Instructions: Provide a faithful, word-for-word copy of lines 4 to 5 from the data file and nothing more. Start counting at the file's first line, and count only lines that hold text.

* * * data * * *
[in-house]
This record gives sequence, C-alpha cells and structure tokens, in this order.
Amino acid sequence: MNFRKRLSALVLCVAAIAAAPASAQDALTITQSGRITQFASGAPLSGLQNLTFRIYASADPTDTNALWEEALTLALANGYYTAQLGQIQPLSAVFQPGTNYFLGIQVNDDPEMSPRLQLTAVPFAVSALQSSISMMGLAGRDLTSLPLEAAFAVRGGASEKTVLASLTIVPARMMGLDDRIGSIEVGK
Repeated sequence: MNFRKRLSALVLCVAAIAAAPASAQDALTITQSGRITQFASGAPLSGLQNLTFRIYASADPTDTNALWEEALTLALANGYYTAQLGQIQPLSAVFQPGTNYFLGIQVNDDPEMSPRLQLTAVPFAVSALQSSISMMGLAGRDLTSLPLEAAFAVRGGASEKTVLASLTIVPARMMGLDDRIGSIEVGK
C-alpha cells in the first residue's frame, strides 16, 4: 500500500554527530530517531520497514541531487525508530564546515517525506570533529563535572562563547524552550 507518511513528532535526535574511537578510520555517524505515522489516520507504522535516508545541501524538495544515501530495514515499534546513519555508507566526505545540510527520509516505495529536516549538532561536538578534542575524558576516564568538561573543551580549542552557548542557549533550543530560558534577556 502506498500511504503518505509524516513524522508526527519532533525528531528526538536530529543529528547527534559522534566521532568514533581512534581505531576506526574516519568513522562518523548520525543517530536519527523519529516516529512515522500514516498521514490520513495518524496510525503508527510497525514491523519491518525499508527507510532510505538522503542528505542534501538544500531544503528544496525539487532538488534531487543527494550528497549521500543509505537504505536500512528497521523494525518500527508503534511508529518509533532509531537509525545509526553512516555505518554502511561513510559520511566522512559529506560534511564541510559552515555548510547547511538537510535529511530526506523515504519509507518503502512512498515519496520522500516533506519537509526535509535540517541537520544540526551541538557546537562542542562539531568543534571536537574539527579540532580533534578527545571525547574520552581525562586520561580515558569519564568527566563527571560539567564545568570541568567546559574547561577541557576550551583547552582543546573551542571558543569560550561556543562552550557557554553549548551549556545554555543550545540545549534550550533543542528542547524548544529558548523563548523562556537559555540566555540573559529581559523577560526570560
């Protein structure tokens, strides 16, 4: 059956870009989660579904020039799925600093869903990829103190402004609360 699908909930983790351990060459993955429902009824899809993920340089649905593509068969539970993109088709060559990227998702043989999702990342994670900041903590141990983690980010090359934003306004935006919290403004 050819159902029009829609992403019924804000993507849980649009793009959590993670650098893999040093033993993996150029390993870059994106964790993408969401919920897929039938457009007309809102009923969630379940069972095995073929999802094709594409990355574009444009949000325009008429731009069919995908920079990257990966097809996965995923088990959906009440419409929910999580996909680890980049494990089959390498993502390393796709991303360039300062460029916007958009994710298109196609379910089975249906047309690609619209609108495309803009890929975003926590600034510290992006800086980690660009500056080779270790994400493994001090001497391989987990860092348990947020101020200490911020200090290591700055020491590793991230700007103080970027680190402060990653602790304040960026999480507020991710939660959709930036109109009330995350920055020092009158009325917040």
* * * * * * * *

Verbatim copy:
Repeated sequence: MNFRKRLSALVLCVAAIAAAPASAQDALTITQSGRITQFASGAPLSGLQNLTFRIYASADPTDTNALWEEALTLALANGYYTAQLGQIQPLSAVFQPGTNYFLGIQVNDDPEMSPRLQLTAVPFAVSALQSSISMMGLAGRDLTSLPLEAAFAVRGGASEKTVLASLTIVPARMMGLDDRIGSIEVGK
C-alpha cells in the first residue's frame, strides 16, 4: 500500500554527530530517531520497514541531487525508530564546515517525506570533529563535572562563547524552550 507518511513528532535526535574511537578510520555517524505515522489516520507504522535516508545541501524538495544515501530495514515499534546513519555508507566526505545540510527520509516505495529536516549538532561536538578534542575524558576516564568538561573543551580549542552557548542557549533550543530560558534577556 502506498500511504503518505509524516513524522508526527519532533525528531528526538536530529543529528547527534559522534566521532568514533581512534581505531576506526574516519568513522562518523548520525543517530536519527523519529516516529512515522500514516498521514490520513495518524496510525503508527510497525514491523519491518525499508527507510532510505538522503542528505542534501538544500531544503528544496525539487532538488534531487543527494550528497549521500543509505537504505536500512528497521523494525518500527508503534511508529518509533532509531537509525545509526553512516555505518554502511561513510559520511566522512559529506560534511564541510559552515555548510547547511538537510535529511530526506523515504519509507518503502512512498515519496520522500516533506519537509526535509535540517541537520544540526551541538557546537562542542562539531568543534571536537574539527579540532580533534578527545571525547574520552581525562586520561580515558569519564568527566563527571560539567564545568570541568567546559574547561577541557576550551583547552582543546573551542571558543569560550561556543562552550557557554553549548551549556545554555543550545540545549534550550533543542528542547524548544529558548523563548523562556537559555540566555540573559529581559523577560526570560